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Lorentzian metrics w/ timelike closed curves on cylinder that is a 2-manifold

  1. Oct 22, 2011 #1
    I defined a covering map ℝ^2 → S^1 x ℝ in order to work with the manifold.

    1) How can I find lorentzian metrics (=metric tensors) on S^1 x ℝ (2-dimensional manifold)?
    I know that the diagonal matrix (2x2 matrix) of such a lorentzian metric must have signature 1. and there are some famous metrics like g= -dx^2 + dy^2. but how can i find/ define lorentzian metrics myself?

    Approach: I know that a lorentzian metric has signature 1. This means the matrix elements of the normal form are g11= +1, g22= -1, g12= g21= 0.
    But how can I find DIFFERENT lorentzian metrics? And since they all have the same normal form with signature 1, how can I distinguish them?

    2) How does a timelike closed curve looks like on S^1 x ℝ ?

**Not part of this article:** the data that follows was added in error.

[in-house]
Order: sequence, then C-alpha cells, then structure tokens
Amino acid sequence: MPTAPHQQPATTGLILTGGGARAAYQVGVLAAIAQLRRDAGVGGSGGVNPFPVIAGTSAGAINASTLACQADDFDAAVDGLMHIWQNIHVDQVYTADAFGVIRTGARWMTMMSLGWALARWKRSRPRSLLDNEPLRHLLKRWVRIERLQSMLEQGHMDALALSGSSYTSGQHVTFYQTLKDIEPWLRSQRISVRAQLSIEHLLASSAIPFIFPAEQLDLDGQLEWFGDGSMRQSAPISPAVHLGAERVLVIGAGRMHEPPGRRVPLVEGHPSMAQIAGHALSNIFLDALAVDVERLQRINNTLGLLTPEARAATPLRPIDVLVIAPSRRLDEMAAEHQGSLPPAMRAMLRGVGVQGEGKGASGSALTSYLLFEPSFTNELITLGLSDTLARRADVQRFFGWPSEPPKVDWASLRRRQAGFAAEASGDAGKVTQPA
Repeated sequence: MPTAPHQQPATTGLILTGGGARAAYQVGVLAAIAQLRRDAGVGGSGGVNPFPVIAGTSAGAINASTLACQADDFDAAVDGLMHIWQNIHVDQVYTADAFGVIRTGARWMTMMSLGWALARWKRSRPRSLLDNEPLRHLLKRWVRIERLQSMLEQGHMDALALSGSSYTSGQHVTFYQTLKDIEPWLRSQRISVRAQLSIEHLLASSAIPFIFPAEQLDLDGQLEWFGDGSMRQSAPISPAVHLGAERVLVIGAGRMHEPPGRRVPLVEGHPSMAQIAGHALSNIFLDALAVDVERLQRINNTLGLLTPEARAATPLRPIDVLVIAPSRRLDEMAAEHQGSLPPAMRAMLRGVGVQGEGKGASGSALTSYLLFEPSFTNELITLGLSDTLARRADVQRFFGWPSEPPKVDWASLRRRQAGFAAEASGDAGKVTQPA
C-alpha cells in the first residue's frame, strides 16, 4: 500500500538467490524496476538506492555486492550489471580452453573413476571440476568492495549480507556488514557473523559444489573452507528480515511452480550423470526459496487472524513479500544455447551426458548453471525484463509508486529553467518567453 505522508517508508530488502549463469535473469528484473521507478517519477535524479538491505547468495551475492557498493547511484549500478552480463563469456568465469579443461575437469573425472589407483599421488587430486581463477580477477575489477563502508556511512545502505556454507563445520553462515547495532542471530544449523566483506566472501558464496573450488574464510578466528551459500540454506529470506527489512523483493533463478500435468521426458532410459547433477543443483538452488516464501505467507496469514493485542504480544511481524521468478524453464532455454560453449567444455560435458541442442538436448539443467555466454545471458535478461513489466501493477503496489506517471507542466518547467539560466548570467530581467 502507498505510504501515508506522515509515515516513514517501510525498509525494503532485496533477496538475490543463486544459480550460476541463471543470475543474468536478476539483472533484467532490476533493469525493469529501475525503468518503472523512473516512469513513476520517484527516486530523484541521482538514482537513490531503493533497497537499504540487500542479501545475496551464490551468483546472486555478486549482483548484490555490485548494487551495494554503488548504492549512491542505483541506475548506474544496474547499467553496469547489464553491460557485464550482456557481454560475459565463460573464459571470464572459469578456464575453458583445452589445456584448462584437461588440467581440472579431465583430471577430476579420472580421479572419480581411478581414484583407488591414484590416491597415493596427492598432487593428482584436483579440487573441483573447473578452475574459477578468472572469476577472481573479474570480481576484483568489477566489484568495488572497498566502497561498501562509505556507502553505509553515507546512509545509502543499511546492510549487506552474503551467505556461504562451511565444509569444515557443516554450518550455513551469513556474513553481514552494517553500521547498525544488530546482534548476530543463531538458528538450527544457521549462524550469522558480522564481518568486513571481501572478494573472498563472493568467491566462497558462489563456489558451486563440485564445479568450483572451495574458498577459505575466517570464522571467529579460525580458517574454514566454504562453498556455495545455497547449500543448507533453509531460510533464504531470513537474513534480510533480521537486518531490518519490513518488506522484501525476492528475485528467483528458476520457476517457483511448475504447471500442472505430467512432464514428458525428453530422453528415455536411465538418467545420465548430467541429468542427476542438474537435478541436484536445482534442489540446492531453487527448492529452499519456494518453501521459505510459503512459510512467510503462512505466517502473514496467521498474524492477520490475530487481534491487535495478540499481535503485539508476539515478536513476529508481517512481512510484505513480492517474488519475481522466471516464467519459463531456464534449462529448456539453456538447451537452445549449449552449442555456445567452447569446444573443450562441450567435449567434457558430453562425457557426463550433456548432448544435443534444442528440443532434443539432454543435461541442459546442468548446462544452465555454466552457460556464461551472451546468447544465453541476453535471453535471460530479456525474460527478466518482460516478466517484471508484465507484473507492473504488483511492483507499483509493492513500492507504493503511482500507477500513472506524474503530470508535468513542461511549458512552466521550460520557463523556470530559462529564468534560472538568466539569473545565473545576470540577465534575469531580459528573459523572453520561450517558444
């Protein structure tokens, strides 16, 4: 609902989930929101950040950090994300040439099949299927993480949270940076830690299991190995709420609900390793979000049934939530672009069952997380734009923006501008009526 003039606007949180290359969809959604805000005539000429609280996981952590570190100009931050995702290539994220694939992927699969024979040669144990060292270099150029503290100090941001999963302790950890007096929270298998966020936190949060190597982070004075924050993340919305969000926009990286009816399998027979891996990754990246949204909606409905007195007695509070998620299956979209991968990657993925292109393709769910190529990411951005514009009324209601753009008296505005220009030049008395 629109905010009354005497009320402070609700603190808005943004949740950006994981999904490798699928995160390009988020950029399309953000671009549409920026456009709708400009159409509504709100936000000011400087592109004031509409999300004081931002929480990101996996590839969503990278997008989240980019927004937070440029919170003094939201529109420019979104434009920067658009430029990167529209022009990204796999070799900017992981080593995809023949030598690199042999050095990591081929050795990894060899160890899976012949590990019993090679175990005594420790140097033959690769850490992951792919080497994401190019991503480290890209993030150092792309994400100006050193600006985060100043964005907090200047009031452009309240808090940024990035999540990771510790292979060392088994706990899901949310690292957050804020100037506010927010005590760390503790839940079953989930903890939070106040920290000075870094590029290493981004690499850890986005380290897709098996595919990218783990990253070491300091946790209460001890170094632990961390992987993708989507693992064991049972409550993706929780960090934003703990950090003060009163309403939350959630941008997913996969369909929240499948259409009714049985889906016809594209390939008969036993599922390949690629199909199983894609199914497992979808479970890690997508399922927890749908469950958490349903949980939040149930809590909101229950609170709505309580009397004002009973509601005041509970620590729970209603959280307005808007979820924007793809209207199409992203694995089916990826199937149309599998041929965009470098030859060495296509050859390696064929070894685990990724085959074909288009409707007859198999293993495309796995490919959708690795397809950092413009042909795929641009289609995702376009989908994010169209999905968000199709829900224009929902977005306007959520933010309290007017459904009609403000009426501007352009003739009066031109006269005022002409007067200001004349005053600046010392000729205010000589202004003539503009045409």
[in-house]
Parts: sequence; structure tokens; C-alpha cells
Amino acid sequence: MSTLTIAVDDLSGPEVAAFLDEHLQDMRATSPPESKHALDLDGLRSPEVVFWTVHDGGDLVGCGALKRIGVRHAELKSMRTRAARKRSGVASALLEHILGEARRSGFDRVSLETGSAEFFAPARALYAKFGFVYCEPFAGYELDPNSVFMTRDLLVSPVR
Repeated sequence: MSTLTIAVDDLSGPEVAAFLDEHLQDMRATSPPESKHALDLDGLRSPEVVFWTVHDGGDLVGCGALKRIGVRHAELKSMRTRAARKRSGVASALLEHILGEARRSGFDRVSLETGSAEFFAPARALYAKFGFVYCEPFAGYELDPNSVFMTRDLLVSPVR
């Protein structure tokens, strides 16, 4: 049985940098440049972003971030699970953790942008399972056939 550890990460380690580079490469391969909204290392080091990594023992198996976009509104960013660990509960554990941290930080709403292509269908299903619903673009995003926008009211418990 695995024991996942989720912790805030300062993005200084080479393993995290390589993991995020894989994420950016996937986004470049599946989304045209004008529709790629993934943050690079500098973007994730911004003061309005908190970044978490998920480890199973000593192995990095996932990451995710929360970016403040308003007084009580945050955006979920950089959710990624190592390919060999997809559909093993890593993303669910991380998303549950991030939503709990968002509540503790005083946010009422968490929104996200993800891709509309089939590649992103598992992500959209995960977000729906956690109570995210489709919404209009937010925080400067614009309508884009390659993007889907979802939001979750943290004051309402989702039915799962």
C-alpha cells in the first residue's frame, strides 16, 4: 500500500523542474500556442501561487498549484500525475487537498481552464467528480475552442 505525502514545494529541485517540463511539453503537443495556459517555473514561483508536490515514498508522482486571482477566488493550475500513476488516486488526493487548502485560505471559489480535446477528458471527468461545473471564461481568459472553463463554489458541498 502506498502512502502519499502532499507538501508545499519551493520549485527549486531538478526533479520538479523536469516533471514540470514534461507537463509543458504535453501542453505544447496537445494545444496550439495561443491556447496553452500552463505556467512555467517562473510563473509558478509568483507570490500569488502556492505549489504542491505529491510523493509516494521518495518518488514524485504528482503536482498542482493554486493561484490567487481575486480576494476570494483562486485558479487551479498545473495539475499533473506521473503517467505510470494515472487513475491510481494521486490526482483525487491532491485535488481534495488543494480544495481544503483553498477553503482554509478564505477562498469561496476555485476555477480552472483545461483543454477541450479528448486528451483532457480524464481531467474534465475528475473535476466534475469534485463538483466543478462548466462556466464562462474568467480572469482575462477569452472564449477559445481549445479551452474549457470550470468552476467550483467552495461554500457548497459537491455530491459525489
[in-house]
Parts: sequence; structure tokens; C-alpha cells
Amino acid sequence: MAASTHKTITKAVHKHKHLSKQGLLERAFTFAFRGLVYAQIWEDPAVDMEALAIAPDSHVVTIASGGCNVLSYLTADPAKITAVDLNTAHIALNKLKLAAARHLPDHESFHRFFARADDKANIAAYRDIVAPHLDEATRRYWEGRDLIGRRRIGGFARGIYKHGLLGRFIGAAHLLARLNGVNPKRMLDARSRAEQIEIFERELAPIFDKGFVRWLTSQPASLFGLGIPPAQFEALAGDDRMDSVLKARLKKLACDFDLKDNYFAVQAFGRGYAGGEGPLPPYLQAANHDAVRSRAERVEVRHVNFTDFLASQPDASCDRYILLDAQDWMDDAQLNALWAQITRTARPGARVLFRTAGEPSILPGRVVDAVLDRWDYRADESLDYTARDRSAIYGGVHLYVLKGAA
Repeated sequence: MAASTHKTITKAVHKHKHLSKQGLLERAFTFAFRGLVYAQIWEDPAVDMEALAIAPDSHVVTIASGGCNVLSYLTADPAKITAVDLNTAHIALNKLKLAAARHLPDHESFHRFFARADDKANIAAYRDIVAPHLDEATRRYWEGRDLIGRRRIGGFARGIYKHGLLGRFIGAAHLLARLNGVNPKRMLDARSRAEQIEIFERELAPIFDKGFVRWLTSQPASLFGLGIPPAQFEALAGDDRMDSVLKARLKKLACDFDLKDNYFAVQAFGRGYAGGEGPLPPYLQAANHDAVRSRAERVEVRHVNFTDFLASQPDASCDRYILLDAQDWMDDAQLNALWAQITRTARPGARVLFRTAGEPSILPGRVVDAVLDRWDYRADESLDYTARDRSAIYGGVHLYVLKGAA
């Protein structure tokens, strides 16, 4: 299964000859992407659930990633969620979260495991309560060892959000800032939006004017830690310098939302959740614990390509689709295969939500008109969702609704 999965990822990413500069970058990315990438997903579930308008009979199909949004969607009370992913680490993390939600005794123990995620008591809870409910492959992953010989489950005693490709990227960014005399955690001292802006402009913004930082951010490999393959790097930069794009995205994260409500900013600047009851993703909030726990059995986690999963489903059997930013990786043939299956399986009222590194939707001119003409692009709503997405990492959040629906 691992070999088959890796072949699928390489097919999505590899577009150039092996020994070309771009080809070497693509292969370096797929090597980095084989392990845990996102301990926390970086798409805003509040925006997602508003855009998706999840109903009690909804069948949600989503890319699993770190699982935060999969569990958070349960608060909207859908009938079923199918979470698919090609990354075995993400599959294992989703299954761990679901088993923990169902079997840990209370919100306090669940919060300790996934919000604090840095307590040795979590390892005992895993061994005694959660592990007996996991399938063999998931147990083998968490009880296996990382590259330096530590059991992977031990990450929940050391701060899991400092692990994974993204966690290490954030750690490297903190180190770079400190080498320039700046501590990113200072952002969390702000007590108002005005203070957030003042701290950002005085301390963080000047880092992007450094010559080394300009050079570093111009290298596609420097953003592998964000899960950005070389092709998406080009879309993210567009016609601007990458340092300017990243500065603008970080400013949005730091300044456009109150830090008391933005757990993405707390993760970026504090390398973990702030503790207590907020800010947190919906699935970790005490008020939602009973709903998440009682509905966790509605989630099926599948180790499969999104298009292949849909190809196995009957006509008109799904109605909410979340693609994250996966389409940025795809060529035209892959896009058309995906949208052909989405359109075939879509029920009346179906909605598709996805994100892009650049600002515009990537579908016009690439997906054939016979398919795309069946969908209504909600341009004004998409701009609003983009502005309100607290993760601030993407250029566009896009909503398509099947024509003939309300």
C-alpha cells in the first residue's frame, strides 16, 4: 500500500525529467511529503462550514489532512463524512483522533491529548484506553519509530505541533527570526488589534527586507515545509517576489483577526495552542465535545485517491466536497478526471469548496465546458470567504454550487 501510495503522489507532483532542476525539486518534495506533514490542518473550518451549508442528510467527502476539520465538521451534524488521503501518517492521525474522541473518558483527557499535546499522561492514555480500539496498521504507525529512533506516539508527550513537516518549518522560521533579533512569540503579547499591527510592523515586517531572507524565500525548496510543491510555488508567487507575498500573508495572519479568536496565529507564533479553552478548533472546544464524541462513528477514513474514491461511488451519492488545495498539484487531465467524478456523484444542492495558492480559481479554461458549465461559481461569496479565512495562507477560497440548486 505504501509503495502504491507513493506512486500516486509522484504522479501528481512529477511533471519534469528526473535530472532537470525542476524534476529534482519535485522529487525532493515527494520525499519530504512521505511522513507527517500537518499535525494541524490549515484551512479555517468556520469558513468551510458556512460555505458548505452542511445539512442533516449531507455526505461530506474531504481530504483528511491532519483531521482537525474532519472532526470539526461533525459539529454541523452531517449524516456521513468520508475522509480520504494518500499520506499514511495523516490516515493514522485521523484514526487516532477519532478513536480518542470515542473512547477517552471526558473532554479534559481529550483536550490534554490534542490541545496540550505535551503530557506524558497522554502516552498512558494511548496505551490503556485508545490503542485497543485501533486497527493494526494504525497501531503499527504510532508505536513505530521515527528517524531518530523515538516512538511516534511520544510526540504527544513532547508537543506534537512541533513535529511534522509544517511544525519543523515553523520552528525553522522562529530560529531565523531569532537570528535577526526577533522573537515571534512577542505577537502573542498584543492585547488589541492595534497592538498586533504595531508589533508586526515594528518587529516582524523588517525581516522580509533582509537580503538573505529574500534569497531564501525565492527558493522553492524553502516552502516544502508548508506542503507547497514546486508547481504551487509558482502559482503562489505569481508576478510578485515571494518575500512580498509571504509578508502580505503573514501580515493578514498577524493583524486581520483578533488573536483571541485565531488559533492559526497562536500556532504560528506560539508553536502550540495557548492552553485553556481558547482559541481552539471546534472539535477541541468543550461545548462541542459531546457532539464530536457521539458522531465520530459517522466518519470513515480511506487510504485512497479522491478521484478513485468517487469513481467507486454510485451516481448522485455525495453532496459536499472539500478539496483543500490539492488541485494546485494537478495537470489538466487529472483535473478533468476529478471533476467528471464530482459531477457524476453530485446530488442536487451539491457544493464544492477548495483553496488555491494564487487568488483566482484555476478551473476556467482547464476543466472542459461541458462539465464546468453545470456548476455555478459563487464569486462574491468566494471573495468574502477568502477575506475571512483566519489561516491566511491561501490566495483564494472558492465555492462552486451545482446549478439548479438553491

Let's take the metric above g= -dx^2 + dy^2.
    How can I figure out if a curve on the cylinder with this metric is closed (and timelike; see examples below)?

    I defined some curves on the cylinder (= I define them in the ℝ^2 since the cylinder is a 2-manifold). What does "closed curve" mean in this case? Is a curve c: [0, 2∏ ] → ℝ^2 closed when c(0) =c(2∏)?
    Even if in the ℝ^2 they do not look closed? but they are closed on the cylinder? Is this right?
    Are the following ideas correct?


    c(x) = (x, sinx) and c'(x)= ( 1, -cosx)
    => <c'(x), c'(x)> = -1 + cos^2 (x) ≤ 0
    but this means the curve is not timelike and not spacelike? How is this possible?

    d(x) = (0,x) and d'(x)= (0,1)
    => <d'(x), d'(x)> = 1 >0
    this means this curve is timelike


    e(x)= (x,x)
    but this curve is not closed? Right?


    f(x)= (cosx, sinx) and f'(x)= (sinx, -cosx)
    => <f'(x), f'(x)> = -sin^2(x) + cos^2(x)
    what does this mean? is f(x) not a closed curve?


    It would be very helpful if somebody could just show me all steps using a simple example.
    Last edited: Oct 22, 2011
  2. jcsd
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